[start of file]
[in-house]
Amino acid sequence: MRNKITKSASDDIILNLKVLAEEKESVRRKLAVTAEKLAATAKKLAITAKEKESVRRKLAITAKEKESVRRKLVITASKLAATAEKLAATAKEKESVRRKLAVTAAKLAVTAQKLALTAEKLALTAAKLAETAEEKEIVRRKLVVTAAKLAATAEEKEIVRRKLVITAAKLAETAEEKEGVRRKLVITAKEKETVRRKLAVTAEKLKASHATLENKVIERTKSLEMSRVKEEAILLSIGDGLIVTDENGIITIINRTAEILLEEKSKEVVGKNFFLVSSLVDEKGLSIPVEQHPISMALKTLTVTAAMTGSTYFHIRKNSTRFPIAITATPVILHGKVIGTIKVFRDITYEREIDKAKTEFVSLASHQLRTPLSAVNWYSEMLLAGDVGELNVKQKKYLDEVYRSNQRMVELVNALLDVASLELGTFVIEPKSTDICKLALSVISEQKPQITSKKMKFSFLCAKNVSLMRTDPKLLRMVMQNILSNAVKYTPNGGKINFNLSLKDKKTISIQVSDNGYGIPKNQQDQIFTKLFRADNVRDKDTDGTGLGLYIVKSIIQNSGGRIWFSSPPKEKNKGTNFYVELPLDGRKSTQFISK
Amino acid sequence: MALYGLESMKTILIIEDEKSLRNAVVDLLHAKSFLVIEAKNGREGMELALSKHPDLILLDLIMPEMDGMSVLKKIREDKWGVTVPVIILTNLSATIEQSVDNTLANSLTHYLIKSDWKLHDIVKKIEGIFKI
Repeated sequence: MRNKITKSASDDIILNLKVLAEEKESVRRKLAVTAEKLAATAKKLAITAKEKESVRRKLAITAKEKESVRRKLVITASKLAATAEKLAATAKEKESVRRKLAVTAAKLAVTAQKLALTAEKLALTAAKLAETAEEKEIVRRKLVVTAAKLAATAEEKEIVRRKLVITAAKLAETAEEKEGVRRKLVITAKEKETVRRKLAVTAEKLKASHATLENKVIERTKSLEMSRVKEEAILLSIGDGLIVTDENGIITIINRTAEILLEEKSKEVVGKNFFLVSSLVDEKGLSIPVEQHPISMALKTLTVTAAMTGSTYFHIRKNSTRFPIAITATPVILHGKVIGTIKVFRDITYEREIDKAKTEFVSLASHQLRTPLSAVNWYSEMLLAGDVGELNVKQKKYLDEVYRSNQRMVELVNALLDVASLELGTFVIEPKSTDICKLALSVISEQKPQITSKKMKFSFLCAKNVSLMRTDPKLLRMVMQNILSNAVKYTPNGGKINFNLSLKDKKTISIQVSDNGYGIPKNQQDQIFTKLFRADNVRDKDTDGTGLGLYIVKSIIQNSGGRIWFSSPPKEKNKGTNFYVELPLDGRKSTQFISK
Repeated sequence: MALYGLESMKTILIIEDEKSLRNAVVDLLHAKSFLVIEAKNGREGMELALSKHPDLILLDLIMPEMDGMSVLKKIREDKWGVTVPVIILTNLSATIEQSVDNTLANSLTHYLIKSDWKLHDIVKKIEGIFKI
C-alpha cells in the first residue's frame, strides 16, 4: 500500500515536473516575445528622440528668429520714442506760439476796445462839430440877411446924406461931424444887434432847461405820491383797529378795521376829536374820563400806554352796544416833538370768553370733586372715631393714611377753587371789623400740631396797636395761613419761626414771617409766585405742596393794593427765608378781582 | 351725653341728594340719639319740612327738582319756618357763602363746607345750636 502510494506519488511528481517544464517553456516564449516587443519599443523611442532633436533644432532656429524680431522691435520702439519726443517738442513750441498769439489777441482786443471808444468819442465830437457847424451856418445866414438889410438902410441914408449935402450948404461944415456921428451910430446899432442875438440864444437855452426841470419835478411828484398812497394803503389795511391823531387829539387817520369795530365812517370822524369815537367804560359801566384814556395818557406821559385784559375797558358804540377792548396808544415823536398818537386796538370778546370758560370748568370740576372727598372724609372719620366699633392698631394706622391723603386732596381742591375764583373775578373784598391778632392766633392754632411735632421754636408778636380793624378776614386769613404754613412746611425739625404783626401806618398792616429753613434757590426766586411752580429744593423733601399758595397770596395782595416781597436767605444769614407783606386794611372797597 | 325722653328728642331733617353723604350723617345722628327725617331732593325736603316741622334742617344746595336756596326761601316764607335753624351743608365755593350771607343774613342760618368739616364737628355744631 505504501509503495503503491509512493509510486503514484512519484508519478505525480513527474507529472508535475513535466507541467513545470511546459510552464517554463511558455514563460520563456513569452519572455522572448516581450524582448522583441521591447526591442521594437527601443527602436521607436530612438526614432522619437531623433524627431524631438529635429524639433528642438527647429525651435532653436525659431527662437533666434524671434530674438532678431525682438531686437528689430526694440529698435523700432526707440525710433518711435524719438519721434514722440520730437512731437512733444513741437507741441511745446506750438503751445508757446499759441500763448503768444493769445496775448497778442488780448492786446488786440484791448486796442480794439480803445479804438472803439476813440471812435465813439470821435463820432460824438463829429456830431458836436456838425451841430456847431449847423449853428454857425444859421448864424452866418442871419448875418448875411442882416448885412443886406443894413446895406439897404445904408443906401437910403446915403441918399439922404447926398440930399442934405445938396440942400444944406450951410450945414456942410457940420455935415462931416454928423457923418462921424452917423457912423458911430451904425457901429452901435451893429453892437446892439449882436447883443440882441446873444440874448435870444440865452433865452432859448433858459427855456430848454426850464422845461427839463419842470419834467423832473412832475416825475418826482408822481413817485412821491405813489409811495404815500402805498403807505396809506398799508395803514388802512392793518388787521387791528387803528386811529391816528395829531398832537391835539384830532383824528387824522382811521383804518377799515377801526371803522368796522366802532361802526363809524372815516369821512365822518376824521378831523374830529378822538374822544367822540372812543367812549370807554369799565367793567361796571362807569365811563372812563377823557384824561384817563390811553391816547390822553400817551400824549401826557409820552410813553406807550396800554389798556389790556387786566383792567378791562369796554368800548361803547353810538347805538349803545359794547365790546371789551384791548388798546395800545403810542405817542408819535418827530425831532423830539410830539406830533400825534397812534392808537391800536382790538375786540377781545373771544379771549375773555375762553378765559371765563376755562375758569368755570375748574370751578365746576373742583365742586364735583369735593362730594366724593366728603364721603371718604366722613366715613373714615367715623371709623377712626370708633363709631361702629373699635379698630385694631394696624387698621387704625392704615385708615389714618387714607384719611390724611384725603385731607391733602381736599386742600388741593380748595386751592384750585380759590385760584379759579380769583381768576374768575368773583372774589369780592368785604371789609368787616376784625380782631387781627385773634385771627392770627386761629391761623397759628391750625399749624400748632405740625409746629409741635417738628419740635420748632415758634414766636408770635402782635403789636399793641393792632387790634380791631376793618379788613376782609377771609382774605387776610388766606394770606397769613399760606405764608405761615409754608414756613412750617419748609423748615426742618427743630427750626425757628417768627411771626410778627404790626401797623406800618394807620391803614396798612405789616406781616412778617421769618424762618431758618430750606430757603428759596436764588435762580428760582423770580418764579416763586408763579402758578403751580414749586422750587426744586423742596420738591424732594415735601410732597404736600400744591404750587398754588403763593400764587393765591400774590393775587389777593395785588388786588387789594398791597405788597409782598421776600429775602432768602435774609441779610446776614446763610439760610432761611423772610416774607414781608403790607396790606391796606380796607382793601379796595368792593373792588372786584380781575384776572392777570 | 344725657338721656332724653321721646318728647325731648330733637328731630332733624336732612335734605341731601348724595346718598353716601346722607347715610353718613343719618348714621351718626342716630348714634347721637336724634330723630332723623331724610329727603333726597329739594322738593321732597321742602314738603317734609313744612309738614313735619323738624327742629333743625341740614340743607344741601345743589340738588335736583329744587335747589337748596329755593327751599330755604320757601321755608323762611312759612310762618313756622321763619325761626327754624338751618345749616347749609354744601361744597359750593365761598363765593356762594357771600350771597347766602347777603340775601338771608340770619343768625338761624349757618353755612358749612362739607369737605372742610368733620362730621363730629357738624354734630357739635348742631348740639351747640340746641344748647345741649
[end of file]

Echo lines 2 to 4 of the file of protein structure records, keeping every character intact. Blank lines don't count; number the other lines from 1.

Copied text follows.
Amino acid sequence: MRNKITKSASDDIILNLKVLAEEKESVRRKLAVTAEKLAATAKKLAITAKEKESVRRKLAITAKEKESVRRKLVITASKLAATAEKLAATAKEKESVRRKLAVTAAKLAVTAQKLALTAEKLALTAAKLAETAEEKEIVRRKLVVTAAKLAATAEEKEIVRRKLVITAAKLAETAEEKEGVRRKLVITAKEKETVRRKLAVTAEKLKASHATLENKVIERTKSLEMSRVKEEAILLSIGDGLIVTDENGIITIINRTAEILLEEKSKEVVGKNFFLVSSLVDEKGLSIPVEQHPISMALKTLTVTAAMTGSTYFHIRKNSTRFPIAITATPVILHGKVIGTIKVFRDITYEREIDKAKTEFVSLASHQLRTPLSAVNWYSEMLLAGDVGELNVKQKKYLDEVYRSNQRMVELVNALLDVASLELGTFVIEPKSTDICKLALSVISEQKPQITSKKMKFSFLCAKNVSLMRTDPKLLRMVMQNILSNAVKYTPNGGKINFNLSLKDKKTISIQVSDNGYGIPKNQQDQIFTKLFRADNVRDKDTDGTGLGLYIVKSIIQNSGGRIWFSSPPKEKNKGTNFYVELPLDGRKSTQFISK
Amino acid sequence: MALYGLESMKTILIIEDEKSLRNAVVDLLHAKSFLVIEAKNGREGMELALSKHPDLILLDLIMPEMDGMSVLKKIREDKWGVTVPVIILTNLSATIEQSVDNTLANSLTHYLIKSDWKLHDIVKKIEGIFKI
Repeated sequence: MRNKITKSASDDIILNLKVLAEEKESVRRKLAVTAEKLAATAKKLAITAKEKESVRRKLAITAKEKESVRRKLVITASKLAATAEKLAATAKEKESVRRKLAVTAAKLAVTAQKLALTAEKLALTAAKLAETAEEKEIVRRKLVVTAAKLAATAEEKEIVRRKLVITAAKLAETAEEKEGVRRKLVITAKEKETVRRKLAVTAEKLKASHATLENKVIERTKSLEMSRVKEEAILLSIGDGLIVTDENGIITIINRTAEILLEEKSKEVVGKNFFLVSSLVDEKGLSIPVEQHPISMALKTLTVTAAMTGSTYFHIRKNSTRFPIAITATPVILHGKVIGTIKVFRDITYEREIDKAKTEFVSLASHQLRTPLSAVNWYSEMLLAGDVGELNVKQKKYLDEVYRSNQRMVELVNALLDVASLELGTFVIEPKSTDICKLALSVISEQKPQITSKKMKFSFLCAKNVSLMRTDPKLLRMVMQNILSNAVKYTPNGGKINFNLSLKDKKTISIQVSDNGYGIPKNQQDQIFTKLFRADNVRDKDTDGTGLGLYIVKSIIQNSGGRIWFSSPPKEKNKGTNFYVELPLDGRKSTQFISK